The NPE has not only brought Deutsche Telekom, O2/Telefonica and Vodafone into the halls of the Regional Courts in Mannheim, Munich and Düsseldorf, but also numerous suppliers of mobile devices and network technology. The three German network operators brought the dispute to Huawei, Ericsson, HTC, Google, LG, Nokia, Wiko and ZTE, among others, forming a closely coordinated joint defence group.
The NPE is supported by IP firm Bardehle Pagenberg in Germany as well as in France. Here, the defendants SFR France Telecom, Alcatel Lucent, Bouyges, Sagemcom Broadbent as well as Orange, ECI, Sercom and Broadcom are added as co-litigants.
The dispute concerns LTE, DSL and WCDMA technology as well as infrastructure and mobile terminals. Due to the numerous patents and the respective patent spinoffs, the total number of proceedings amounts to approximately 80. The German courts thus also have the opportunity to substantiate their FRAND case law according to the CJEU guidelines.
So far, however, things have been far from favourable for the plaintiff. A number of actions were dismissed or suspended. Mannheim Regional Court recently dismissed an infringement suit over UMTS patents against all three network operators. In addition, several patents were declared null and void.
In France, the Tribunal de Grande Instance has not yet reached a decision. However, experts assume that the French judges, who have less experience with FRAND cases than their German colleagues, will closely observe the decisions from Mannheim, Düsseldorf and Munich.
The question among observers is whether the financial stamina of Intellectual Ventures will last long enough for it to survive this series of proceedings. However, the case will certainly continue to occupy the European patent courts intensively in 2019.
Can pool licences be FRAND? Or are there competition concerns if patent holders offer their intellectual property rights only in bundles with other patents? Düsseldorf Regional court says that yes, they can.
In a series of proceedings involving the video coding standard AVC/H.264, a video playback technology used in smartphones, MPEG LA pool members had filed suits with Düssseldorf patent firms Krieger Mes and Cohausz & Florackagainst Huawei and ZTE. Members saw SEPs violated by end devices of the two Chinese mobile phone providers.
As often in SEP infringement disputes, the defendant Huawei invoked the so-called FRAND defence. This accuses MPEG LA pool plaintiffs of abusing a dominant market position and demanding individual licences from each pool member, instead of a pool licence.
However the patent pool plaintiffs argued that individual licences would undermine the pool licence. They argued that, so far, over 2,250 pool licences have been granted to around 90% of market participants, demonstrating that the licences comply with antitrust law.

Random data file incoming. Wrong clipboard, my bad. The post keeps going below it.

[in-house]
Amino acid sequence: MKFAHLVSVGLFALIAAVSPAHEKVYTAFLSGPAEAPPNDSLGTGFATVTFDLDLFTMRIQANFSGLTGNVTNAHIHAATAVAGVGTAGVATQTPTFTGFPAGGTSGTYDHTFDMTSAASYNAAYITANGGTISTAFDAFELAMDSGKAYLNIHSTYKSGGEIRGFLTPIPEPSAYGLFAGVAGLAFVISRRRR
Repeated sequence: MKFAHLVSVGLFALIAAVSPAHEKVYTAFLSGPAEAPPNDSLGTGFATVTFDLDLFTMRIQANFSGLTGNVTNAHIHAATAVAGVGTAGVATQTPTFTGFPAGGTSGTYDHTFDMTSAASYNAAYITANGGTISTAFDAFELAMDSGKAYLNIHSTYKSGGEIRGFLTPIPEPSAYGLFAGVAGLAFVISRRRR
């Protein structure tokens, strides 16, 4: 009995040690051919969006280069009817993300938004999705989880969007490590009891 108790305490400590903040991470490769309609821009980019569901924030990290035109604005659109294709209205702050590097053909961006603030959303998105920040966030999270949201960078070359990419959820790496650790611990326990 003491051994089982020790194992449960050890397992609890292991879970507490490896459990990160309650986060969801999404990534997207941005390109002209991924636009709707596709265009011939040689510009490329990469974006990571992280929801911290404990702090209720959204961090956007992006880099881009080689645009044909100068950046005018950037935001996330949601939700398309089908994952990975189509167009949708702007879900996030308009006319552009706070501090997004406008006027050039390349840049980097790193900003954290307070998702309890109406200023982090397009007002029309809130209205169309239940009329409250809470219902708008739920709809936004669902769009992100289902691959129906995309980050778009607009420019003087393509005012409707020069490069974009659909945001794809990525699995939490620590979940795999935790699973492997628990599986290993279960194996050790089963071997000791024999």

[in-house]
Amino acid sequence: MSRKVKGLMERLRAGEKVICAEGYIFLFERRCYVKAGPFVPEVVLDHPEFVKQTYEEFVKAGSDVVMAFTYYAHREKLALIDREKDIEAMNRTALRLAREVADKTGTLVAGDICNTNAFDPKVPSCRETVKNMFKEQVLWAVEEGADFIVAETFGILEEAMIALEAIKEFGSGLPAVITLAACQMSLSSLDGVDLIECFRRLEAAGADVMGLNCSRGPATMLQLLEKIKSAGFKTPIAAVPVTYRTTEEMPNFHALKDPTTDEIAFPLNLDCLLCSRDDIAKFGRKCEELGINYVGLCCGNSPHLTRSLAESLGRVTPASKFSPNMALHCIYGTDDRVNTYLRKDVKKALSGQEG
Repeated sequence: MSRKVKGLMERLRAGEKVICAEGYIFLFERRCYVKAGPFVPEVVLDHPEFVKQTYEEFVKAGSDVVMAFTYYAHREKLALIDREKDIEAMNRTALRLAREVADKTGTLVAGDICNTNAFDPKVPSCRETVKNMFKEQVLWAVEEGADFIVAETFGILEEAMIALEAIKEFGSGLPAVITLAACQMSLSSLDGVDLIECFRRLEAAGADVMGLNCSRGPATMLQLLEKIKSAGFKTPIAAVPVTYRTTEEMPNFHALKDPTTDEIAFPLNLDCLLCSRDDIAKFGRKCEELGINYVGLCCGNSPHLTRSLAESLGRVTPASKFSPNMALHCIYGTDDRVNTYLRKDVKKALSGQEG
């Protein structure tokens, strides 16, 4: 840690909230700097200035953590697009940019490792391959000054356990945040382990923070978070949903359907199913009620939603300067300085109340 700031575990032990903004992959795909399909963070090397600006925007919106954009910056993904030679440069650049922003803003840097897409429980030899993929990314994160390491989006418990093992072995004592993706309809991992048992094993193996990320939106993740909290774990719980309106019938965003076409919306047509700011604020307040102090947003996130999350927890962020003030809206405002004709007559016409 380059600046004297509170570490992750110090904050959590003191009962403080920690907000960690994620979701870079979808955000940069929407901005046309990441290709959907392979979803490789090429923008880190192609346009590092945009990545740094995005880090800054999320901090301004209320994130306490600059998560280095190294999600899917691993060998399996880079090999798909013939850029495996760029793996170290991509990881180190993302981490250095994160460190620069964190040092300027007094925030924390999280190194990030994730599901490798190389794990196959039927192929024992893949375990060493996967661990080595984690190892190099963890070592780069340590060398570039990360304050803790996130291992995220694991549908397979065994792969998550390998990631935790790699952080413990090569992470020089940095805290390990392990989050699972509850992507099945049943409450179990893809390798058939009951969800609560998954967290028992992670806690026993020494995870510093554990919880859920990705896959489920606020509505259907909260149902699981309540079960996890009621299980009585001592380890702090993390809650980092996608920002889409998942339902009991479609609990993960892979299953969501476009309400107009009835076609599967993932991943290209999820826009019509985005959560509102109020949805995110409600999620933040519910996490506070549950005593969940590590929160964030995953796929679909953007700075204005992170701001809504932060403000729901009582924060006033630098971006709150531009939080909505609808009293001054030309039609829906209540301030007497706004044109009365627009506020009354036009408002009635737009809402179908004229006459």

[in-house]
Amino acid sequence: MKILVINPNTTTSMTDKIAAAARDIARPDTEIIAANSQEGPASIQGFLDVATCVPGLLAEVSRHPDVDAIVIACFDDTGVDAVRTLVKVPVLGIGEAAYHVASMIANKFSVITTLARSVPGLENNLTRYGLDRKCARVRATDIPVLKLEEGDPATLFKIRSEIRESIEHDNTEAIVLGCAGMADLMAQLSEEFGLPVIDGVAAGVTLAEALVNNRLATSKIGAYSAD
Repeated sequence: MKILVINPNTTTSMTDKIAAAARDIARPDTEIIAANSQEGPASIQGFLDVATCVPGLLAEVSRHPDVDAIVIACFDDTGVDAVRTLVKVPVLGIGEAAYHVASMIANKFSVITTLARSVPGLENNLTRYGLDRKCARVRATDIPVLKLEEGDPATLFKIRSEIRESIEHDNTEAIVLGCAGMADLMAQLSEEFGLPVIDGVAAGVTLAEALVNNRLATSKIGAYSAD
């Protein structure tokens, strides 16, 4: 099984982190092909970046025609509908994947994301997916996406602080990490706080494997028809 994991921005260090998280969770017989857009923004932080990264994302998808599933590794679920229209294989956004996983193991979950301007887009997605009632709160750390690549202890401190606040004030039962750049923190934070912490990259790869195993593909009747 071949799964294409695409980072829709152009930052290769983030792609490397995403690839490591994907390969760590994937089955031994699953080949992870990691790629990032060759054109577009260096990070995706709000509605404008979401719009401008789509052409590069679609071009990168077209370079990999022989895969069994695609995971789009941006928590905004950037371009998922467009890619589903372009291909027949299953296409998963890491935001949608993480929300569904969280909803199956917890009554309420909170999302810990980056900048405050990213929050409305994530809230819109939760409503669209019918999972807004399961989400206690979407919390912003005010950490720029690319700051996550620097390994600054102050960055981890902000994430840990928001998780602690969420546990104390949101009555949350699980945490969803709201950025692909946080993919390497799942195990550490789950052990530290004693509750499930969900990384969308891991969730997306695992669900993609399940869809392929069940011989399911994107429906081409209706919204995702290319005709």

In fact, a CJEU ruling in 2015 established clear rules as to when an SEP complies with the FRAND rules, but did not specifically address the issue of pool licencing. Düsseldorf judges of the three patent chambers 4a, 4b and 4c answered the question concerning FRAND conformity of pool licences with a clear yes.
The global battle between Nikon and ASML concerns optical exposure machines, used to produce computer chips for mobile phones. It is the biggest patent dispute witnessed by courts in the Netherlands, with further cases now pending before German courts.
Dutch lithography system manufacturer ASML faces eleven claims brought last year by Nikon. ASML responded by filing its own suit with leading Dutch law firm Hoyng ROKH Monegier, accusing Nikon of infringing more than ten ASML patents in the manufacture of semiconductors, flat screens and digital cameras.
ASML also filed nullity suits against the Nikon patents, with further speculation that ASML has recently filed up to ten more cases. Although both the Dutch and the Japanese companies are the principle manufacturers of the immersion lithography systems at the heart of the debate, the global importance of the machines means other countries are now involved. The patent battle is playing out in Japan, with smaller suits also pending in France and the US.
Nikon and ASML also face each other in Germany. Initially Nikon filed two infringement suits at the German regional courts against ASML’s supplier Carl Zeiss. Here the dispute saw its first important judgement earlier this year, which essentially ended in a tie. However, this is being appealed. Recently the number of cases has risen to four, as Nikon has filed an additional suit at the Mannheim court.
In Germany and the Netherlands, Nikon is banking on two local teams from Hogan Lovells and Freshfields Bruckhaus Deringer. Once again, Hoyng ROKH Monegier is advising Carl Zeiss in Germany.
Although 2018 has seen a couple of judgements in Germany and the Netherlands – none of the parties has so far benefited from these.
Currently, Qualcomm against Apple is one of the biggest global patent disputes; no other cases are estimated to be worth as much. According to chip manufacturer Qualcomm, technology company Apple owes licence payments amounting to $7bn.
In the summer of 2017 Qualcomm, advised by Quinn Emanuel Urquhart & Sullivan, sued Apple before the regional courts of Munich and Mannheim. The chip manufacturer filed a total of 13 lawsuits, with five in Mannheim. However, four proceedings in Munich concern the same Spotlight patent family, meaning the parties confirm a total of nine lawsuits.